The nation’s best hospitals must remain focused on COVID-19

The COVID-19 pandemic is far from over

COVID-19 continues to devastate communities across the U.S., with 100,000 deaths and climbing. Health care workers have rushed to the frontlines without hesitation to respond to the needs of our patients. Fortunately, due to social distancing and other public health measures, the coronavirus caseload may be plateauing and even decreasing. As a nation, we have largely avoided the overt rationing of care seen in Italy. Despite these successes, the COVID pandemic is far from over. The burden of COVID-19 is forecasted to extend for months; it has become clear that as a nation, we will not experience a rapid descent of the curve. In this context, leading hospitals have an ethical obligation to prepare to do even more.

Patients with severe COVID-19 should be treated at specialized tertiary care centers

Severe COVID-19 infection leads to acute respiratory distress syndrome (ARDS), a complex lung condition that typically mandates transfer to a specialty tertiary care hospital. These are the nation’s leading academic hospitals and are full of the brightest and most skilled physicians, nurses, respiratory therapists, operational staff, supply chains, and environmental services. Under ideal treatment conditions at these centers with optimal supportive care maneuvers such as prone positioning, mortality for the severe form of ARDS can be reduced by over 50 percent.

However, not all patients receive this treatment. Well-documented racial disparities plague ARDS outcomes, and are likely contributing to the terrible racial disparities in COVID-19 mortality between African-Americans and whites in the U.S. Despite heroic efforts, smaller community hospitals, which serve vulnerable populations with a fraction of the resources, are being overwhelmed by COVID-19.

Large tertiary care hospitals should become COVID-19 centers of excellence

We call on larger, tertiary hospitals to take a leadership role in reducing COVID-19 mortality, particularly among low-resource communities and marginalized populations, by:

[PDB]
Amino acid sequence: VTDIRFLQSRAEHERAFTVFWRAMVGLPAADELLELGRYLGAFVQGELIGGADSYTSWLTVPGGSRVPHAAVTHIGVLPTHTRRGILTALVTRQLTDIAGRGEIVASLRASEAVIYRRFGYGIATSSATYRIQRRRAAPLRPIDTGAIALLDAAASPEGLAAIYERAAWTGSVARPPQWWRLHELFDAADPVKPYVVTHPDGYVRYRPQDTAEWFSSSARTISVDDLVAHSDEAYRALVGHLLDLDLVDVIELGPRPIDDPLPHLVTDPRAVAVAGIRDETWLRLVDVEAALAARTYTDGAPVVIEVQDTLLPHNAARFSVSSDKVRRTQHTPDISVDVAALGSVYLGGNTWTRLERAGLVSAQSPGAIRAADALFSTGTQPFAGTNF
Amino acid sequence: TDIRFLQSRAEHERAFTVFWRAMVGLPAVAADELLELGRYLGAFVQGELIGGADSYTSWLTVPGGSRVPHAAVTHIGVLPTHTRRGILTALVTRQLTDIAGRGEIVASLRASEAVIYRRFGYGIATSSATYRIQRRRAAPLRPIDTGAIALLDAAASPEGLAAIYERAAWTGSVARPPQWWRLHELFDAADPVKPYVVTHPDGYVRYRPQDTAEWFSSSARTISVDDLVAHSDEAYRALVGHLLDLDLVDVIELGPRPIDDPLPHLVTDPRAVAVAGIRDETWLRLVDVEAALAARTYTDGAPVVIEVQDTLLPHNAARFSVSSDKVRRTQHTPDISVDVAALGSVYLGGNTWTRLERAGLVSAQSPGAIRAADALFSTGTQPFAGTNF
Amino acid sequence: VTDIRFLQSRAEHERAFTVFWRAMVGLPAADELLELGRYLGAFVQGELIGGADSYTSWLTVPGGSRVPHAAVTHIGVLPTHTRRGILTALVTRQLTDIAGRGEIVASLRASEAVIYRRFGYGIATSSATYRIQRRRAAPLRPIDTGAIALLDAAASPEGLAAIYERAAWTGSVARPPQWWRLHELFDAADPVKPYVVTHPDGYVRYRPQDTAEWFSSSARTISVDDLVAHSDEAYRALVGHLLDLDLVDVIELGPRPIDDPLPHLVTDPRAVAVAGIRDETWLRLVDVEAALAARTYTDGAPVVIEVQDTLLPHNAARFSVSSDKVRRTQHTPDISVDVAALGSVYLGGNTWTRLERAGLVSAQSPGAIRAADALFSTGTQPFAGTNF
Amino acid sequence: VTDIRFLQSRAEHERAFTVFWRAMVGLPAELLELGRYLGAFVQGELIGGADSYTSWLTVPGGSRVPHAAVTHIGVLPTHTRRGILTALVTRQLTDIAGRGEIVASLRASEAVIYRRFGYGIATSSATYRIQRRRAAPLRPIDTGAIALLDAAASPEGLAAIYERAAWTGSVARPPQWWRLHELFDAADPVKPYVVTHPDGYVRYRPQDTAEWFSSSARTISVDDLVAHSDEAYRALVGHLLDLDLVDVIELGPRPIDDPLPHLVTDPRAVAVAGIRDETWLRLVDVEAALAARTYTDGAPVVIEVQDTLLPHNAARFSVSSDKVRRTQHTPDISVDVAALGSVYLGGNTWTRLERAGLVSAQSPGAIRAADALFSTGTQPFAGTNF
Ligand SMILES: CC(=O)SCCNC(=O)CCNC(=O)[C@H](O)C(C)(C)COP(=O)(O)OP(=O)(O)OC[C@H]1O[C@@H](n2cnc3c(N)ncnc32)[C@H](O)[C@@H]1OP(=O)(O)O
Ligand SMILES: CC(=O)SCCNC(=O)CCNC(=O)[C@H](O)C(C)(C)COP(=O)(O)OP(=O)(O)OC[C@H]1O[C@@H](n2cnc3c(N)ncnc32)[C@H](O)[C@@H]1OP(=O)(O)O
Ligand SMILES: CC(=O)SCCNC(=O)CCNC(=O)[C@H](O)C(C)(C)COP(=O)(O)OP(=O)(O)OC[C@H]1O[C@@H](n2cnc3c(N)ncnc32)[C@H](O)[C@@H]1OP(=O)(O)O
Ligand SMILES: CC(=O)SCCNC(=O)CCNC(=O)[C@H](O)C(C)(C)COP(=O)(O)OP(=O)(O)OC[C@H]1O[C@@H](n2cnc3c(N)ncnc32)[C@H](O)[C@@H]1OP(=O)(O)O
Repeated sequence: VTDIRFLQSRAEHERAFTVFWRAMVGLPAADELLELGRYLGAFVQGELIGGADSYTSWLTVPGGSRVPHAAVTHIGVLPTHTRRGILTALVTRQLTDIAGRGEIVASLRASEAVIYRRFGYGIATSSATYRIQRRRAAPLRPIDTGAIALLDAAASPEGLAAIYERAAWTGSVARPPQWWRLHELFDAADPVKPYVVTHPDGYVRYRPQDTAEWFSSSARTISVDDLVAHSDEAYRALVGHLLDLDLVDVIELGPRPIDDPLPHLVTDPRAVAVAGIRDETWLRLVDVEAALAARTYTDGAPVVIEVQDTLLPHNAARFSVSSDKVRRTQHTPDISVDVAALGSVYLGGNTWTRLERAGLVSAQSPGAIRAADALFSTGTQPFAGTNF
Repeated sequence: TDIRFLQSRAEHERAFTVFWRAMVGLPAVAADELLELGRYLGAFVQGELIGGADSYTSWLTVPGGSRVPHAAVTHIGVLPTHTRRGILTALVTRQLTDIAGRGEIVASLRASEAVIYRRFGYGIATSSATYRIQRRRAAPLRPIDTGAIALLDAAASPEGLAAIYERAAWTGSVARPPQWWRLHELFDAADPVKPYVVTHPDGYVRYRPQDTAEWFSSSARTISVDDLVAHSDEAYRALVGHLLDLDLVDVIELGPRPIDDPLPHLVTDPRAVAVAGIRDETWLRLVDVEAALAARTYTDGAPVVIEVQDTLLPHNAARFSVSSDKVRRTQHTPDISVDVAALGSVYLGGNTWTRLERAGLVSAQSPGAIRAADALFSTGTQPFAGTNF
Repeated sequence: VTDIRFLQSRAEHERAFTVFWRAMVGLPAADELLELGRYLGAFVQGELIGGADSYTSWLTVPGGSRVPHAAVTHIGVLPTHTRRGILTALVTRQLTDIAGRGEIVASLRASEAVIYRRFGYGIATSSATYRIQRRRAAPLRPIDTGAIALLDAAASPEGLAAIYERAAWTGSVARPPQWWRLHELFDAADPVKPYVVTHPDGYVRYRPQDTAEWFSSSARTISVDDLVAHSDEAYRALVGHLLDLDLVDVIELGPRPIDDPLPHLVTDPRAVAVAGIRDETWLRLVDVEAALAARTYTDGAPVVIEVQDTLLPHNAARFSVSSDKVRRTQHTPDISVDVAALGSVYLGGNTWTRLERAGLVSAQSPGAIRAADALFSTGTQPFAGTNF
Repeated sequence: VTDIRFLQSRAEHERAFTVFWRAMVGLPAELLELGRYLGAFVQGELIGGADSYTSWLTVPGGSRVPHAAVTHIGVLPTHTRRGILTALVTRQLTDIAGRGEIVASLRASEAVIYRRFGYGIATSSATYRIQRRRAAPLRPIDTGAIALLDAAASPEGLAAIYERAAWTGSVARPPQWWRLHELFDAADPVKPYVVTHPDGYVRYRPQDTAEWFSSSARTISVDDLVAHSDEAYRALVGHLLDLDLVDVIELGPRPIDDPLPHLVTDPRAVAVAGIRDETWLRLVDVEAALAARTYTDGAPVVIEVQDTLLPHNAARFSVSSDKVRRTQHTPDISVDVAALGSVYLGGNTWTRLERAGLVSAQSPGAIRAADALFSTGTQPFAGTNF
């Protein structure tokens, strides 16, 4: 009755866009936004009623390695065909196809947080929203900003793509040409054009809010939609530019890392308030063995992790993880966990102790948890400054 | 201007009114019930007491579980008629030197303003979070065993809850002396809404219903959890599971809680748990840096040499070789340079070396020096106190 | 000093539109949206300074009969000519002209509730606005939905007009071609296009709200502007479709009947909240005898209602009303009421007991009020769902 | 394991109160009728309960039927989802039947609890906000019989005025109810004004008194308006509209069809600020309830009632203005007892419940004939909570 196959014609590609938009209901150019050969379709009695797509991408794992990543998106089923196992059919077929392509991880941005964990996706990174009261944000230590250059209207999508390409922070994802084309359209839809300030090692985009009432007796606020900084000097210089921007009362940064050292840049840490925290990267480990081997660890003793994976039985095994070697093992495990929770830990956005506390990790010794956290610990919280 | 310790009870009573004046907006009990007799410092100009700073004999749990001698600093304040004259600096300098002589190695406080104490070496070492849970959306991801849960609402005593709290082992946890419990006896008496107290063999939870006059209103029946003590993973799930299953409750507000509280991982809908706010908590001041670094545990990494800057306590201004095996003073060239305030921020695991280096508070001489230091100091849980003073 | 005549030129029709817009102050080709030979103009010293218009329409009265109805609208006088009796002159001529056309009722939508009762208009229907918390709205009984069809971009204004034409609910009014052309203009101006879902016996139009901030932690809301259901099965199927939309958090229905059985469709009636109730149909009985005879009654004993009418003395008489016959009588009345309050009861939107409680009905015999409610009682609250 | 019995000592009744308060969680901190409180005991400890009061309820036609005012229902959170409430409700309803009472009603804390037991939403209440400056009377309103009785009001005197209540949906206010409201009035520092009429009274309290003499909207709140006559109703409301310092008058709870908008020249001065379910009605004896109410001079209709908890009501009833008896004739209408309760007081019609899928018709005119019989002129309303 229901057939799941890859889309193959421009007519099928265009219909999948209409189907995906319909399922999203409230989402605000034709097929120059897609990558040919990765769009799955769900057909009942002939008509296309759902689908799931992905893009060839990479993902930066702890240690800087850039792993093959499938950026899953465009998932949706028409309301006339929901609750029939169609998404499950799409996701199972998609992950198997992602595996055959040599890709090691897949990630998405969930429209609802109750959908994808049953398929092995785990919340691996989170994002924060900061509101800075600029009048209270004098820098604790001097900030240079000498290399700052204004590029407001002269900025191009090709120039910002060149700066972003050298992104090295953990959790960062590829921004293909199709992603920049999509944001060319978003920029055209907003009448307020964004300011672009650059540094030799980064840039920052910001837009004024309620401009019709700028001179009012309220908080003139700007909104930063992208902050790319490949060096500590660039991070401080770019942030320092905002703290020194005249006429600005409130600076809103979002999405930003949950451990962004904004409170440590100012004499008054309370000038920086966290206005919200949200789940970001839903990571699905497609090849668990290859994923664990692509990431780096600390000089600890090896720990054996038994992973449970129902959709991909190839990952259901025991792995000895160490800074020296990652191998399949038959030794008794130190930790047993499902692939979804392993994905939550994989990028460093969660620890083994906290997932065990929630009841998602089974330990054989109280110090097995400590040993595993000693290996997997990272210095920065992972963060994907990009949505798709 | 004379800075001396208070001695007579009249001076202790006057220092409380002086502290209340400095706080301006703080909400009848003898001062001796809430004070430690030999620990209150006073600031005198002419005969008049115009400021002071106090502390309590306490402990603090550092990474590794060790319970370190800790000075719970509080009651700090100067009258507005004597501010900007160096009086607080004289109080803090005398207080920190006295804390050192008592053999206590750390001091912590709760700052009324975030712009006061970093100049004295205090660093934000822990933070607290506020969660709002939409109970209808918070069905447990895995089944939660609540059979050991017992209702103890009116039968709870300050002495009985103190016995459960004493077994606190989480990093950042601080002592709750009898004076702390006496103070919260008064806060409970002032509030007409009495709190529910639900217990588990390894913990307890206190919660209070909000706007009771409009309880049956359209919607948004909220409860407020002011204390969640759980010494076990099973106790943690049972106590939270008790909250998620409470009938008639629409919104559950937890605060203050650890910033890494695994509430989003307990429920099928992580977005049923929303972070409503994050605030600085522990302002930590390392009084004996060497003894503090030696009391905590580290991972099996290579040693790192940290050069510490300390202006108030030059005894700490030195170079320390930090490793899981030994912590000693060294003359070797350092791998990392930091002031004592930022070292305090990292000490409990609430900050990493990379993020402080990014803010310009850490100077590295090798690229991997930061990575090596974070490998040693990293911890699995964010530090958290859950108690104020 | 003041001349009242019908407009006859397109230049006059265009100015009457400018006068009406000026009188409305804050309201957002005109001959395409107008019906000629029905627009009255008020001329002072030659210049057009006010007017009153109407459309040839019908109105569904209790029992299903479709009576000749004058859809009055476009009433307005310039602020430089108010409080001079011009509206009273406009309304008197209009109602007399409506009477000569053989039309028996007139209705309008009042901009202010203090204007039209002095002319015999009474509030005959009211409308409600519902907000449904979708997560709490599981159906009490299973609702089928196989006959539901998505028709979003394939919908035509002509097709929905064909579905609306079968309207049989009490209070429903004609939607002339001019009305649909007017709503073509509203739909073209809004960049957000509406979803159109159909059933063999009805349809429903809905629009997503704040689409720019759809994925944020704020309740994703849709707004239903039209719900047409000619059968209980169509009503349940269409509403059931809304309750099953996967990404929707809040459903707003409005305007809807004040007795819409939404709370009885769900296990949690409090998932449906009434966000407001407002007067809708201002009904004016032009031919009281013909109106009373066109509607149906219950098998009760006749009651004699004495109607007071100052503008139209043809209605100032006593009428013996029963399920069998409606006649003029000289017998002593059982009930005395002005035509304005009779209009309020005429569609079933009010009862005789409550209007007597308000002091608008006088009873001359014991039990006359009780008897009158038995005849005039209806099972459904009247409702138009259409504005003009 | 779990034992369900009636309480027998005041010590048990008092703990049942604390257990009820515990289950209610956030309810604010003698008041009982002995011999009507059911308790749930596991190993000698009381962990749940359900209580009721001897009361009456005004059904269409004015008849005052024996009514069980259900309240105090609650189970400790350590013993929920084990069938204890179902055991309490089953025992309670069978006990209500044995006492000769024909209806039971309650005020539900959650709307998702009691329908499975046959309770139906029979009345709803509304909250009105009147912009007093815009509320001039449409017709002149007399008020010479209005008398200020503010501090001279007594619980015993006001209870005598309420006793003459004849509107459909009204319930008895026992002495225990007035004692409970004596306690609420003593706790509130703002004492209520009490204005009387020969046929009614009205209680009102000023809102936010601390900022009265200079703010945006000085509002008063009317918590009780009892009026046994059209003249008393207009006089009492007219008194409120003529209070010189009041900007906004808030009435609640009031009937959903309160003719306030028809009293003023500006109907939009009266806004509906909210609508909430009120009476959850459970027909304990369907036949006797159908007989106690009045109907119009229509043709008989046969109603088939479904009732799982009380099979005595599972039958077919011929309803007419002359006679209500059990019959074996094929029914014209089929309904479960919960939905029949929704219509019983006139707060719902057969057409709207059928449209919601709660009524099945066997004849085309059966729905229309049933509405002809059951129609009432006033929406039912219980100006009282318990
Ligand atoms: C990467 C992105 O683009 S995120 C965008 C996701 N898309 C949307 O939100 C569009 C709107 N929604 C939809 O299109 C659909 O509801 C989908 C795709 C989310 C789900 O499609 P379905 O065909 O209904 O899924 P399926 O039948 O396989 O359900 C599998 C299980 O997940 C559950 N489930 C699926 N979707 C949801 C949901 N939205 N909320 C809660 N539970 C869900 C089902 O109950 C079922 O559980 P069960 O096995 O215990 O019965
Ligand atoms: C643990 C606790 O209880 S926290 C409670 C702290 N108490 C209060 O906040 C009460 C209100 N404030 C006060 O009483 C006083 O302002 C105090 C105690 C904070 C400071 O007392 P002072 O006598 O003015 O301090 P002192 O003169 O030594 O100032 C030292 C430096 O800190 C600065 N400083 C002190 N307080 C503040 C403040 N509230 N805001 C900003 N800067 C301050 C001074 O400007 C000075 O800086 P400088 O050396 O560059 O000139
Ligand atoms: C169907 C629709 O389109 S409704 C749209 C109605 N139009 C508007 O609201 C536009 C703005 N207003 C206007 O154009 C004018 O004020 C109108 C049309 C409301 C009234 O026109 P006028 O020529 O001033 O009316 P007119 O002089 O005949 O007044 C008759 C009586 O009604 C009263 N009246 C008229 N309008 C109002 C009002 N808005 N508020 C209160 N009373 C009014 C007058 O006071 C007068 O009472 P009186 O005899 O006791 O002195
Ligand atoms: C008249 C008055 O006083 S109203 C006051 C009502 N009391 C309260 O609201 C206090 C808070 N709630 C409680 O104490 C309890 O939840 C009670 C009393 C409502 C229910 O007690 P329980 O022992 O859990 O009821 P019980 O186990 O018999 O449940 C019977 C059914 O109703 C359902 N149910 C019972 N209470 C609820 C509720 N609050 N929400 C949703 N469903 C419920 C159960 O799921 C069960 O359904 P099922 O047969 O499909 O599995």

1. Collaborating with community hospitals to coordinate transfers of high-acuity patients, without regard to ability to pay, and

2. Coordinating with emergency medical services (EMS) to direct ambulances with severely ill COVID patients directly to their hospital systems.

Tertiary care hospitals are also the principal sites receiving allocations of remdesivir and investigating other promising experimental therapies and are best positioned to deliver effective medications to as many COVID-19 patients as possible. During this pandemic crisis, there is an ethical obligation to perform the greatest good for the greatest number, which means utilizing tertiary care hospital capacity for those who stand to benefit the most from specialty care.

COVID-19 care should be prioritized over elective procedures

We recognize that lost revenue from COVID-19 has put hospitals across the country under significant financial strain, and tertiary care centers are not immune to this pressure. The deferred “elective” surgeries and procedures are often both medically necessary and time-sensitive, and often can only be performed at the nation’s leading hospitals. The pressure to “get back to business as normal” is immense. Yet, it is important to remember that academic hospitals pay no taxes in exchange for providing substantial community benefits. In this century, there has been no greater time when high-risk communities could benefit from our sustained medical support.

A moral choice confronts the nation’s leading hospitals

The moral stakes could not be higher. If tertiary care hospitals do not shoulder the burden that community hospitals caring for the poor and uninsured cannot, they might have better balance sheets, but they will save fewer lives and further compound the unacceptable racial disparities in COVID-19 already seen in New York, Chicago, and Louisiana. The white and well-insured will still have access to the best hospitals, while underinsured minority patients will be forced into overwhelmed hospitals unable to provide state of the art care.

We cannot afford to lose lives to the pandemic because of a rush to return to the pre-COVID status quo. With coordinated action and leadership from tertiary hospitals, we can save lives and our moral compass.

William F. Parker is a pulmonary physician. Monica E. Peek is an internal medicine physician. Brian H. Williams is a surgeon.

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